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Eugene Weekly : News : 9.10.09




Arcimoto

New electric car could give Eugene a boost

by Rick Levin

Detroit could not be further removed from Eugene, sociologically speaking. But if the stars align just right, the market makes an uptick or two, and more and more consumers continue to “go green,” the Emerald City might just become what Motor City once was: a thriving hive of automotive ingenuity and demand-driven production.

At least, that’s the dream of Mark Frohnmayer, founder and financier of Arcimoto, a Whiteaker-based limited liability corporation that launches its first electric vehicle later this month in Portland. The vehicle — a sleek, sporty tripod that sits on single rear wheel, like an inverted triangle — is yet unnamed, with a survey that asked fans to choose a preference from among such monikers as the “Way,” the “Pulse,” the “Thrive” and the “Firefly” (voting ended Tuesday, Sept. 8).

Founded in 2007, Arcimoto is the second major business project for Frohnmayer, who made his initial fortune with Garage Games, a local venture which, over the course of 12 years, he grew from a basement start-up into a successful video gaming company. When Frohnmayer became, in his words, “burned out on that concept,” he suddenly found himself with “resources that I’d never really had access to before, trying to find ways to direct them.”

Initially he embarked on several different projects — “adventures,” he calls them — including a redevelopment scheme that would make the corner of 5th and Blair “more energy efficient,” Frohnmayer said. He was looking at that part of town as a kind of “social incubator” that would foster creativity and collaboration — all with “a definite focus on green,” he said. The Arcimoto factory sits across the street from Sam Bond’s, near Papa’s Soul Food Kitchen, emphasizing Frohnmayer’s commitment to the idea of creating “a space that would host creativity” as well as a “place where the community could come together.”

In part, “a lack of community cohesion” has informed Frohnmayer’s business decisions. For instance, the genesis of Arcimoto rests largely in Frohnmayer’s sense that, as a society, we are facing a complex web of challenges including issues of energy consumption, transportation problems and the proliferation of toxins in the environment. “It’s gotten to the point where it’s just so out there, we’ve got to do something about this stuff,” he said. As a self-proclaimed glass-half-full sort of guy, he said he believes those problems are “simpler to solve than they seem.”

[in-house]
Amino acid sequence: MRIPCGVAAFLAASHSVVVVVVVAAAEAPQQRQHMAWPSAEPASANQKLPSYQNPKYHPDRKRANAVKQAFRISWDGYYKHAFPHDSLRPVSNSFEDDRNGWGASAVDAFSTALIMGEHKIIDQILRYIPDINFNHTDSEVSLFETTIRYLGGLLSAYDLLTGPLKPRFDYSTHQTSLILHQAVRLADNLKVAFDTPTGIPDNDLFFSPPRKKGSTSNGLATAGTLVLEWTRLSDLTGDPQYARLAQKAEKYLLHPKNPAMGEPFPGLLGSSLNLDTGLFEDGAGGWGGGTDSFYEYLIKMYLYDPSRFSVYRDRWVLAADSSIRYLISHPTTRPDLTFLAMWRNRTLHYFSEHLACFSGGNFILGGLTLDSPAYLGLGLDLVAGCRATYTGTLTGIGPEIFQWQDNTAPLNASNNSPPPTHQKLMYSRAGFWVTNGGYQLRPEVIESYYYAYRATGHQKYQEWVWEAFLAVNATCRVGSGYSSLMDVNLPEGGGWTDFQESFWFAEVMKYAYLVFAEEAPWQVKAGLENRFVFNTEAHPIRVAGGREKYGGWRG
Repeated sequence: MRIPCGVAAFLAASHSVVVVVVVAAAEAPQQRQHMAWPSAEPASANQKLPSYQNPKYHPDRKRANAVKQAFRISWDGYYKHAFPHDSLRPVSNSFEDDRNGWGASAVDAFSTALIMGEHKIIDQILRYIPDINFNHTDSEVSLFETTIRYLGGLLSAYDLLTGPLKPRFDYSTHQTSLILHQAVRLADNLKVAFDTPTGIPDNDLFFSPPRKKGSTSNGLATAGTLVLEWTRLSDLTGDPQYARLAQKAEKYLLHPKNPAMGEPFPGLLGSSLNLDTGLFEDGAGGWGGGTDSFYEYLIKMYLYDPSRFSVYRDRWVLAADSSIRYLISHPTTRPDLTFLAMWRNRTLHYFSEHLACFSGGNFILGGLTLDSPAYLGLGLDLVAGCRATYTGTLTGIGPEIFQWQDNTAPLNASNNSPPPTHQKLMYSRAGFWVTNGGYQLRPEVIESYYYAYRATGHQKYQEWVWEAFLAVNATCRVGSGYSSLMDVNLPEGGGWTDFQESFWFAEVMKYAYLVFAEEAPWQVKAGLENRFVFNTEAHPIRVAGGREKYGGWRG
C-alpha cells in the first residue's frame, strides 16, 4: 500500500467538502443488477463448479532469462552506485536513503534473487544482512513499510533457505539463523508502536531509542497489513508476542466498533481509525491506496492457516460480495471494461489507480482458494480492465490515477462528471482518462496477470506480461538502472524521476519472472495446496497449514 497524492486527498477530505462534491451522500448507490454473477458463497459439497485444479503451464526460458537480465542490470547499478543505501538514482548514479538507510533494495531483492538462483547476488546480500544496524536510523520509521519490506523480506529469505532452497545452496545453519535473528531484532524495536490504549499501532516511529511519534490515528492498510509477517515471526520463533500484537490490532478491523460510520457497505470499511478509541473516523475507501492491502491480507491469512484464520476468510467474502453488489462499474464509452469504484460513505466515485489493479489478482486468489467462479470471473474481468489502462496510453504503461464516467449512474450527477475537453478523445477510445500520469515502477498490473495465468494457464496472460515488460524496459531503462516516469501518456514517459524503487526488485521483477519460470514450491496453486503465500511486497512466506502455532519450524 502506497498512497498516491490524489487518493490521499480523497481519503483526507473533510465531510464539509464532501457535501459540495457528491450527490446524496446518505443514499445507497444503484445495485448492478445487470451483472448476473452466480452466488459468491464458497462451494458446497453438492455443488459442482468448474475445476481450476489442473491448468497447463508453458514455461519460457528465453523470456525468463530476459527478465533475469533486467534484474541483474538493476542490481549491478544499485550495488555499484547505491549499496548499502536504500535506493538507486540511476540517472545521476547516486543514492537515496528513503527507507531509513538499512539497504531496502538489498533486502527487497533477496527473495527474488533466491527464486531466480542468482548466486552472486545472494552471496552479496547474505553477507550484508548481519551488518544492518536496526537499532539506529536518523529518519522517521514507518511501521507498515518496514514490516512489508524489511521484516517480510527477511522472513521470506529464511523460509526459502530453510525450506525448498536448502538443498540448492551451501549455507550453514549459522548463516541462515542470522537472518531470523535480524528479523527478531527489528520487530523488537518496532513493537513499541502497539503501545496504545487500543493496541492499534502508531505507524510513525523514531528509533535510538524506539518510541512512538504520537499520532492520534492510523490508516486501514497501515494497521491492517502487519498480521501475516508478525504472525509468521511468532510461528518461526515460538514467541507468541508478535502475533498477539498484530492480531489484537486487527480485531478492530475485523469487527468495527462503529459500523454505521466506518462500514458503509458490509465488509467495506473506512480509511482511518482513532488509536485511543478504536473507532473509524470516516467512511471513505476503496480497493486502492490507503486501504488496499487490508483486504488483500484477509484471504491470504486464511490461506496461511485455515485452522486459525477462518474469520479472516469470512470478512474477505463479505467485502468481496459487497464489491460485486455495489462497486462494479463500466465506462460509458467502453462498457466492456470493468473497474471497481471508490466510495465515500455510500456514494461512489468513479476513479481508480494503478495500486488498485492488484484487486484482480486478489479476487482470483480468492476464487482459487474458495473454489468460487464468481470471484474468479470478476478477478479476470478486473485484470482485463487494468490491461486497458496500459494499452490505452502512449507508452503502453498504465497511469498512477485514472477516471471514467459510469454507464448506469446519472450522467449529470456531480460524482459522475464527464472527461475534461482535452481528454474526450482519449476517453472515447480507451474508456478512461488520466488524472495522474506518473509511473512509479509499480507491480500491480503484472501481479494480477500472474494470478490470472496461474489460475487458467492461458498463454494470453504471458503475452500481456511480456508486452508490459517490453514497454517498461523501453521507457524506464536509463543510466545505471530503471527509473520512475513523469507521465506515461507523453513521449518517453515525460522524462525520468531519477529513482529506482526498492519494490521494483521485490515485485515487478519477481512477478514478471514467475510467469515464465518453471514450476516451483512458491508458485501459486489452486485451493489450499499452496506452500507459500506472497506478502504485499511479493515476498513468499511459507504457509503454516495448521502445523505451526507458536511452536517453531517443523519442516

One of those problems, he says, is the amount of space, time and energy consumed by gas-fueled cars, especially those driven by single occupants. “When you think about the amount of our civic space that’s taken up by asphalt, it’s truly overwhelming,” he said. “There really is no market solution that addresses that use well — and by well, I mean efficiently.”

Frohnmayer, a bike commuter who has been “car-free” for five years, said that he wanted to design a mode of personal transportation that was both functional and eco-friendly, while also attaining a viable level of mass-market appeal. He looked for inspiration into several existing prototypes, including the BugE go-car created by Creswell resident Mark Murphy. 

For a while, he said, he considered making a kit car. However, in order to achieve the kind of commercial success he was seeking, Frohnmayer and his team of 15 engineers and builders had to push the idea even further. Along with compactness and energy efficiency, they wanted drivers to experience the comfort of large interiors with full enclosure. “We ended up starting from scratch and building a whole new vehicle,” he said.

The result, after moving through several prototypes, is what Frohnmayer calls a hybrid between a motorcycle and a car. “Arcimoto is, technically speaking, what is called an electric motorcycle,” he said, a design that fulfills his dual desires for compactness and comfort. “It’s just an ultra-efficient platform,” he said. “The idea is to be as efficient as possible.”

Frohnmayer credits the success of the vehicle’s innovative design to the ambition and smarts of Arcimoto’s small, youthful staff, which includes CEO Erik Stoffle and production lead Joe Morgan. “The leadership philosophy … brings out the best in the people who are participating,” he said, adding that Arcimoto’s approach has been holistic and engaged rather than vertically integrated and paternalistic — each member feels equally empowered and invested in the project and therefore equally responsible for the final product, Frohnmayer said.

After pushing back its “go live” date several times, Arcimoto scrapped its original plans of debuting an electric vehicle during the Eugene Celebration, settling instead on Sept. 23 at Portland’s Pioneer Courthouse Square. Earlier this month Gov. Ted Kulongoski took a test ride in an Arcimoto and, according to the company’s Twitter feed (twitter.com/arcimoto), the politician was duly impressed. Whether Eugene Mayor Kitty Piercy will receive her sample scoot around the town of the vehicle’s birth remains to be seen.